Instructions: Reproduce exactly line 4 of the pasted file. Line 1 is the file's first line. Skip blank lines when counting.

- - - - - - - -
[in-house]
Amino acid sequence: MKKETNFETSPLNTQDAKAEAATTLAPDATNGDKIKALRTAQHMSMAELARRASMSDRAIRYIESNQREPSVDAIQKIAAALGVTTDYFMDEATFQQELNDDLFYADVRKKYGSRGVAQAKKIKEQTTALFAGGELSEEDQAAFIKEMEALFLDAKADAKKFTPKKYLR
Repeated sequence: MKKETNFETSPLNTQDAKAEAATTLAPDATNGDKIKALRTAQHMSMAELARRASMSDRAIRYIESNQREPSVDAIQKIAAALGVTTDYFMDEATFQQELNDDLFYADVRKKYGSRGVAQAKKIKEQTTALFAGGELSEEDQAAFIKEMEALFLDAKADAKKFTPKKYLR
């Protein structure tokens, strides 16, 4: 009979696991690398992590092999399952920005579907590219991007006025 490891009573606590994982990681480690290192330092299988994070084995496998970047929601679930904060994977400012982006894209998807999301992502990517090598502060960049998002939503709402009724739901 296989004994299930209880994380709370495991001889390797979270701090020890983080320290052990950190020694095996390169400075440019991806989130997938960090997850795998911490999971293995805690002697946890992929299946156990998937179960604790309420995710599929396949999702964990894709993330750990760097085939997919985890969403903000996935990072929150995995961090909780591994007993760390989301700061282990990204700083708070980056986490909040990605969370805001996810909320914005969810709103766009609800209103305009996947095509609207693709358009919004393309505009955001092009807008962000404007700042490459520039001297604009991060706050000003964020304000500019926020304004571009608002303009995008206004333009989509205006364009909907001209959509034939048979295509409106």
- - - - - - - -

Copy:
């Protein structure tokens, strides 16, 4: 009979696991690398992590092999399952920005579907590219991007006025 490891009573606590994982990681480690290192330092299988994070084995496998970047929601679930904060994977400012982006894209998807999301992502990517090598502060960049998002939503709402009724739901 296989004994299930209880994380709370495991001889390797979270701090020890983080320290052990950190020694095996390169400075440019991806989130997938960090997850795998911490999971293995805690002697946890992929299946156990998937179960604790309420995710599929396949999702964990894709993330750990760097085939997919985890969403903000996935990072929150995995961090909780591994007993760390989301700061282990990204700083708070980056986490909040990605969370805001996810909320914005969810709103766009609800209103305009996947095509609207693709358009919004393309505009955001092009807008962000404007700042490459520039001297604009991060706050000003964020304000500019926020304004571009608002303009995008206004333009989509205006364009909907001209959509034939048979295509409106």